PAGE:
Joe O’Connell has ten years of public folklore experience spanning studies of vernacular music, laborlore, and material culture. He completed an MA in Folklore at the University of Oregon in 2009, and fieldwork on the Oregon Coast marks his second collaboration with the OFN, this time in Lincoln and Clatsop counties, the coastal section of Lane County, and with the Confederated Tribes of Siletz Indians. Along with Josephine McRobbie, Joe is a 2019 American Folklife Center Archie Green Fellow. O’Connell and McRobbie have been conducting oral histories with midwives and other birth workers across the state of North Carolina. Joe is also an active folk-rock music recording artist, making music under the band name Elephant Micah. He lives in Durham, North Carolina.
The Museum of Natural and Cultural History is now accepting nominations for its third annual Oregon Stewardship Award.
Spearheaded by the museum’s advisory council, the award recognizes an individual or organization that has involved the community in an environmental or cultural project that aligns with the museum’s mission to inspire stewardship of Oregon’s collective past, present and future.
“Oregonians are change makers,” said Ann Craig, director of public programs at the museum.
“Every day, people and organizations across the state are endeavoring to create a more just, equitable, and sustainable Oregon. This award is designed to recognize and celebrate their work.”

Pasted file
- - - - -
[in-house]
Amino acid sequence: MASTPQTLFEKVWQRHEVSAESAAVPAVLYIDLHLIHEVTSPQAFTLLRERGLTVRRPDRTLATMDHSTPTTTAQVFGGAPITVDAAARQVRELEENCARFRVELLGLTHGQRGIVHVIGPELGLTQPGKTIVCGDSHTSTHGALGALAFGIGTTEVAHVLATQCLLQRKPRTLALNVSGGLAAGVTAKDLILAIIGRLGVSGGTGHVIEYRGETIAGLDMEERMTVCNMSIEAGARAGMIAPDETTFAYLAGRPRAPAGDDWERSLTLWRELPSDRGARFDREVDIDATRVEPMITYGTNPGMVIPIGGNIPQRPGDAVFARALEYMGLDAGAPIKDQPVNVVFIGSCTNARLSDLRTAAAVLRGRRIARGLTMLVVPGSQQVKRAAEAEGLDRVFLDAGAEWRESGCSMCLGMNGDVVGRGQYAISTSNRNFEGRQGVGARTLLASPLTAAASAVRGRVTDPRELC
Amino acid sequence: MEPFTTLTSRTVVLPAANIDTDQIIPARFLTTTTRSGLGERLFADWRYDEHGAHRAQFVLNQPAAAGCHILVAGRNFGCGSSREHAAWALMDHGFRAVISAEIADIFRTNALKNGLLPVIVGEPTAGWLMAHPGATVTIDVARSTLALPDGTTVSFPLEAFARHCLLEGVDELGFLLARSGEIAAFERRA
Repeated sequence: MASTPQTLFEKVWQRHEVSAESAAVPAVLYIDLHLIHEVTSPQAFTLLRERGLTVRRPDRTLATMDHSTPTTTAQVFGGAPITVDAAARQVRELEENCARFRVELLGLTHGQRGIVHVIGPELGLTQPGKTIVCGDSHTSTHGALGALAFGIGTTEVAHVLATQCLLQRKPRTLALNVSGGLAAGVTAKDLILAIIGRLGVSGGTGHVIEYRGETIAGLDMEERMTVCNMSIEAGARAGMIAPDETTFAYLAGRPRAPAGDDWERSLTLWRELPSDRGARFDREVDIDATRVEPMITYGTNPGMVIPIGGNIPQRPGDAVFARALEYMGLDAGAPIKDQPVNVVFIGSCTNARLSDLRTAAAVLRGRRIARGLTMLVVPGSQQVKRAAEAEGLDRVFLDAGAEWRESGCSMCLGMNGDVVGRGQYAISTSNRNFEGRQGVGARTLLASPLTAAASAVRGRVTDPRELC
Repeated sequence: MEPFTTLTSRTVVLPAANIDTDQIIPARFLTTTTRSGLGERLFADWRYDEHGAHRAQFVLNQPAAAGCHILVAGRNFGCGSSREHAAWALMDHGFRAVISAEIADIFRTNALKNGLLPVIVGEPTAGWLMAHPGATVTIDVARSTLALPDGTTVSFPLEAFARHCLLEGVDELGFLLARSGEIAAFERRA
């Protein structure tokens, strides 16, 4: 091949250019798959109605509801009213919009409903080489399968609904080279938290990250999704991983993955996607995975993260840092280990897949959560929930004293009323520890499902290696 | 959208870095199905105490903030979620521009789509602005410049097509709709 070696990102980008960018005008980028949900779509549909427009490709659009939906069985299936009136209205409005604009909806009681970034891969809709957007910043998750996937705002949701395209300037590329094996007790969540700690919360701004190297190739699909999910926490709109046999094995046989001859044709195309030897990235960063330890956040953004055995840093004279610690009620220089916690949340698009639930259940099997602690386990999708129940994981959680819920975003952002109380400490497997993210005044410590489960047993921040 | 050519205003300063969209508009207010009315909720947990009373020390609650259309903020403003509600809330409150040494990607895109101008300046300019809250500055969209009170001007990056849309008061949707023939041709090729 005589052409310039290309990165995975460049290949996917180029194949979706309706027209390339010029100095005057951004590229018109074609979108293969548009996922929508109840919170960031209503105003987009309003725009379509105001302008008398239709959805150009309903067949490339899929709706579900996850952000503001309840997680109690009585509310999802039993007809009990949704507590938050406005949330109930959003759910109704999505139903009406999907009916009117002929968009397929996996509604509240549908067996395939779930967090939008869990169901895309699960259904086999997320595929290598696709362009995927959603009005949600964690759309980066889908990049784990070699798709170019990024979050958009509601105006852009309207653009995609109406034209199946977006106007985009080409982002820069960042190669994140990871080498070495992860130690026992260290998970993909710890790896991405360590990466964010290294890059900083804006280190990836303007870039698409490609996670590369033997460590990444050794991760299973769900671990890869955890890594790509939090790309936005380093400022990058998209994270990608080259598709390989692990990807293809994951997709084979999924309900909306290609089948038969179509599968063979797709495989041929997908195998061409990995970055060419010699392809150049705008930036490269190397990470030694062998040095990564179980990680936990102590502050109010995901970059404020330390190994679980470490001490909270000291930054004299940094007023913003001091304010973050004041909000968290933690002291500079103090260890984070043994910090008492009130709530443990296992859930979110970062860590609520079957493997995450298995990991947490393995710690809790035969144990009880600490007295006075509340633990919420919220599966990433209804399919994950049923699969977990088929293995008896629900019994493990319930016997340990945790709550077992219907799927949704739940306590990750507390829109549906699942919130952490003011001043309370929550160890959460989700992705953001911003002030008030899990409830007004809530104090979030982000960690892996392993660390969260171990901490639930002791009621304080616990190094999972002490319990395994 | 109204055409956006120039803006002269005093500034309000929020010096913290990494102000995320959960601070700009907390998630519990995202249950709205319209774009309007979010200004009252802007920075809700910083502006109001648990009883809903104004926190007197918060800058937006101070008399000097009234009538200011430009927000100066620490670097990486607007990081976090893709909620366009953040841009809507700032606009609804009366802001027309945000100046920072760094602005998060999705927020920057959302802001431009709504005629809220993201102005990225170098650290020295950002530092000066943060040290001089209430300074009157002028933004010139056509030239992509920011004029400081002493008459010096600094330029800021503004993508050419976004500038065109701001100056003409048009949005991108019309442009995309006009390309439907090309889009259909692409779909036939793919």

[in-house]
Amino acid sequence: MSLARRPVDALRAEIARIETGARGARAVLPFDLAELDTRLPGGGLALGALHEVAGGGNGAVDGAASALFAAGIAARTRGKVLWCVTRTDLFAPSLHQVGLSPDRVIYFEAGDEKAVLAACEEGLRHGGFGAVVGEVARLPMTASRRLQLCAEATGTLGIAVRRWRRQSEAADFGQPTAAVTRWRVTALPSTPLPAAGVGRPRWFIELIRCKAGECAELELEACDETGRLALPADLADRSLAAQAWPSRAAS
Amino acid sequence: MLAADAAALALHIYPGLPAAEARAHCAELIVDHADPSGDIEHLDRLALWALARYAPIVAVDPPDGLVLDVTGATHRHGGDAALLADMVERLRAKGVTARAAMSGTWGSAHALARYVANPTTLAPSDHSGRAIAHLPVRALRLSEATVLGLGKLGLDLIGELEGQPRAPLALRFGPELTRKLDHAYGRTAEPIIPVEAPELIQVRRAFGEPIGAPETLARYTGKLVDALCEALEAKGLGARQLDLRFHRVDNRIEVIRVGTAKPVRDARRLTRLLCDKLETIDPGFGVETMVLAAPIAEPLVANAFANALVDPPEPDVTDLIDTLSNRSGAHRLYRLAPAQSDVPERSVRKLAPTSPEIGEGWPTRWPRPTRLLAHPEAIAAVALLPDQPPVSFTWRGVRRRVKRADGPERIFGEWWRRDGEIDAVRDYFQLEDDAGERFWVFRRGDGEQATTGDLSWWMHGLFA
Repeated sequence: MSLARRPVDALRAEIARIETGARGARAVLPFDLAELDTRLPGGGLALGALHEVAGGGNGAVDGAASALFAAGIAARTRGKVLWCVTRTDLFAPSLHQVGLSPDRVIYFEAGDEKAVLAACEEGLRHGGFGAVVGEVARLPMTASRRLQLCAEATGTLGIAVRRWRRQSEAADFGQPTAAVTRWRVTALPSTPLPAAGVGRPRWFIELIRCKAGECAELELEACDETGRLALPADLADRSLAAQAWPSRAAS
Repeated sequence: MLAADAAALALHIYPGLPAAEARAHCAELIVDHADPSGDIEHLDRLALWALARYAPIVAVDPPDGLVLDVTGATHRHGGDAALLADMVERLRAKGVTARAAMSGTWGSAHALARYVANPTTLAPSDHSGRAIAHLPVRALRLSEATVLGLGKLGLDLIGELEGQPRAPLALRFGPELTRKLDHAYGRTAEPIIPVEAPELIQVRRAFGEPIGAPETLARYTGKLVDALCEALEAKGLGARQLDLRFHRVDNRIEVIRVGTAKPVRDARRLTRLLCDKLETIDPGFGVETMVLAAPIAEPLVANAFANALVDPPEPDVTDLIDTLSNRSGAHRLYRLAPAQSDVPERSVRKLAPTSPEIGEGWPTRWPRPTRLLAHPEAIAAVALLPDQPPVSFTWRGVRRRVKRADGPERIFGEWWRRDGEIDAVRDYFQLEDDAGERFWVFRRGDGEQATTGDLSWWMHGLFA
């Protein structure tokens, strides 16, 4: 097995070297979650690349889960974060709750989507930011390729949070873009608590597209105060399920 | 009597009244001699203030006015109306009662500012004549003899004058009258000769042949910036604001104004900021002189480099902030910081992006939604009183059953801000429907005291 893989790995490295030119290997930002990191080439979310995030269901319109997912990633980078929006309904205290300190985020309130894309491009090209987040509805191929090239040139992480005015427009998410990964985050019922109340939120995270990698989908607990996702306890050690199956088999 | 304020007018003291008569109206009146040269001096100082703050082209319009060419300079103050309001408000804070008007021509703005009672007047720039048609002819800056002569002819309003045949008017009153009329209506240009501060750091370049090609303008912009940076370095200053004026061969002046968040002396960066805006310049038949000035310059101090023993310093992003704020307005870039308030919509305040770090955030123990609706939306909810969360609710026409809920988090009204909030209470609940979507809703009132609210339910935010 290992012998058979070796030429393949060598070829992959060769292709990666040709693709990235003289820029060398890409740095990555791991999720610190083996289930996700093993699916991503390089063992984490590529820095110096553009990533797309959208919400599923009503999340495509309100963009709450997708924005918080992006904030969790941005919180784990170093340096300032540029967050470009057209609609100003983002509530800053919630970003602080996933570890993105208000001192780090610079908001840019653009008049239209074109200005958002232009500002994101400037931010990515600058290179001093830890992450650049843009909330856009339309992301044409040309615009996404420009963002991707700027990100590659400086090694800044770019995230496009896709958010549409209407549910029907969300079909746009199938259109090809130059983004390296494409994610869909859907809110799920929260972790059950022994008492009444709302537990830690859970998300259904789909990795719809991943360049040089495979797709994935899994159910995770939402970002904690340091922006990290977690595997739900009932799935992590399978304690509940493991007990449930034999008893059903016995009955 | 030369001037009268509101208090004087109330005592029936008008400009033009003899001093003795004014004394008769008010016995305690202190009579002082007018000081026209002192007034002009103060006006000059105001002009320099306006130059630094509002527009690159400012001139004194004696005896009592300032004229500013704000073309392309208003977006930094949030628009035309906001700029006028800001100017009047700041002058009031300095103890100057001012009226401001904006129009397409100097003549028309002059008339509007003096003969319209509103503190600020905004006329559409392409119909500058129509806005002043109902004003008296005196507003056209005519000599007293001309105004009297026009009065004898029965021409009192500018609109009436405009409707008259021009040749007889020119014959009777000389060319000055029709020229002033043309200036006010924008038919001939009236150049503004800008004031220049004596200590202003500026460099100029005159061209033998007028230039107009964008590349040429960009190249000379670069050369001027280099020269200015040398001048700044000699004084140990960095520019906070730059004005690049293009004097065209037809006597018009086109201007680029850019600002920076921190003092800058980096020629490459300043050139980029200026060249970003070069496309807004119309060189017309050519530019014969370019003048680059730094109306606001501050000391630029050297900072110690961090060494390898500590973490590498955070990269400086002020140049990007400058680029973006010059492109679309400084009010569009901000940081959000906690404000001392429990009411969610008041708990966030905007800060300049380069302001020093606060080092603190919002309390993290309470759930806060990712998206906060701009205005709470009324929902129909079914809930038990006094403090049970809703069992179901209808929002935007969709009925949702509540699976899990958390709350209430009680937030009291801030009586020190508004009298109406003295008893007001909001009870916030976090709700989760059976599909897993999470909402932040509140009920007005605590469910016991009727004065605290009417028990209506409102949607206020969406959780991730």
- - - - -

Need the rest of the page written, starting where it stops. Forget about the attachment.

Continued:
The recipient of the award will receive $1,000 and be recognized at an April 3 award reception, in museum publications and on an “Oregon Heroes” display panel in the museum’s Explore Oregon exhibit.
Online nominations for the 2020 award must be submitted by Friday, Jan. 31, and the recipient will be announced March 8. Nomination forms are available on the museum’s website.
Oregon individuals, community groups, nonprofit organizations, K-12 schools and higher education institutions are all eligible nominees, as are national and regional organizations with offices or affiliates in Oregon. Eligible projects are Oregon-based and relate directly to Oregon’s environment or cultural heritage.
To be considered for the 2020 award, projects must have meaningful community impact and be ongoing or completed during the 2019 calendar year.
Past awards have recognized Coos Bay’s Marshfield High School for its stewardship of the historic Marshfield Pioneer Cemetery, and Ontario’s Four Rivers Cultural Center for its Tradition Keepers Folklife Festival, a daylong public celebration of traditional arts and artists in eastern Oregon.
The museum invites groups and individuals to self-nominate. Nominations also will be accepted from third parties wishing to recognize stewardship of Oregon’s environmental or cultural heritage by a group or individual.
Contact: Ann Craig, Museum of Natural and Cultural History, 541-346-3116, email@example.com
About the Museum: The Museum of Natural and Cultural History enhances knowledge of Earth’s environments and cultures, inspiring stewardship of our collective past, present, and future. A center of interdisciplinary research, education, and exhibition, the museum serves the State of Oregon, the University of Oregon, Native American Tribes, the research community, K-12 students and teachers, and the wider public in Oregon and beyond. The museum annually welcomes more than 30,000 visitors and serves another 20,000 Oregonians through its statewide outreach programs. A winner of the 2018 National Medal for Museum and Library Service, the museum is fully accredited by the American Alliance of Museums, distinguishing it as one of the very best in the nation.